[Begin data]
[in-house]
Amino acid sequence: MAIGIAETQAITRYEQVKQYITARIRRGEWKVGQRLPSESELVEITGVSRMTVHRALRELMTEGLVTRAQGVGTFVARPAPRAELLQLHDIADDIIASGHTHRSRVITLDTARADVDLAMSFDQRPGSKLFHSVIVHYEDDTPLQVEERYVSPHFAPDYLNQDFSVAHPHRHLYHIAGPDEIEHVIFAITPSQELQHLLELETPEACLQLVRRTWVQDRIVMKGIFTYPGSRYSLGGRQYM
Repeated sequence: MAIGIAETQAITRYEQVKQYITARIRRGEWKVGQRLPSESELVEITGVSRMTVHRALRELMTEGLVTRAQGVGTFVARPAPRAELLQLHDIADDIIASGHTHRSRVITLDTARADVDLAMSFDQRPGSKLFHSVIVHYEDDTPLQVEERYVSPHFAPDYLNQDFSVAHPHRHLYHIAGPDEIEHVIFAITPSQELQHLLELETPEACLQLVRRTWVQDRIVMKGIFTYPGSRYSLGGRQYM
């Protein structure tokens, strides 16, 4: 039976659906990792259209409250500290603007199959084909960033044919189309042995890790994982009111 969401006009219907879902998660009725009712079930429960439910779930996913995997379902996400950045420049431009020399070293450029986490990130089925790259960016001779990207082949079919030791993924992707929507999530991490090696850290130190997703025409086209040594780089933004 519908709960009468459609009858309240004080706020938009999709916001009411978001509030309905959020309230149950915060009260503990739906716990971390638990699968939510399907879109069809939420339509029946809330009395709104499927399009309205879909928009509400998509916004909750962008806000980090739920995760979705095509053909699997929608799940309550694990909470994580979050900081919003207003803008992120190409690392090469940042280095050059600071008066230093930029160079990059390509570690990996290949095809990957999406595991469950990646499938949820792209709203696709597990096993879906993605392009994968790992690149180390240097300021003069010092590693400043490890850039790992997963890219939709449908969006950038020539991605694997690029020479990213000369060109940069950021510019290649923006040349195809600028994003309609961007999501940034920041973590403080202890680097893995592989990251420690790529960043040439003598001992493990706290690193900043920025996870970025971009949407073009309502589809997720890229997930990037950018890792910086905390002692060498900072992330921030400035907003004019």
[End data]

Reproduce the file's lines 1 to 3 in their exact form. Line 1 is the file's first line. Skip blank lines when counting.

[in-house]
Amino acid sequence: MAIGIAETQAITRYEQVKQYITARIRRGEWKVGQRLPSESELVEITGVSRMTVHRALRELMTEGLVTRAQGVGTFVARPAPRAELLQLHDIADDIIASGHTHRSRVITLDTARADVDLAMSFDQRPGSKLFHSVIVHYEDDTPLQVEERYVSPHFAPDYLNQDFSVAHPHRHLYHIAGPDEIEHVIFAITPSQELQHLLELETPEACLQLVRRTWVQDRIVMKGIFTYPGSRYSLGGRQYM
Repeated sequence: MAIGIAETQAITRYEQVKQYITARIRRGEWKVGQRLPSESELVEITGVSRMTVHRALRELMTEGLVTRAQGVGTFVARPAPRAELLQLHDIADDIIASGHTHRSRVITLDTARADVDLAMSFDQRPGSKLFHSVIVHYEDDTPLQVEERYVSPHFAPDYLNQDFSVAHPHRHLYHIAGPDEIEHVIFAITPSQELQHLLELETPEACLQLVRRTWVQDRIVMKGIFTYPGSRYSLGGRQYM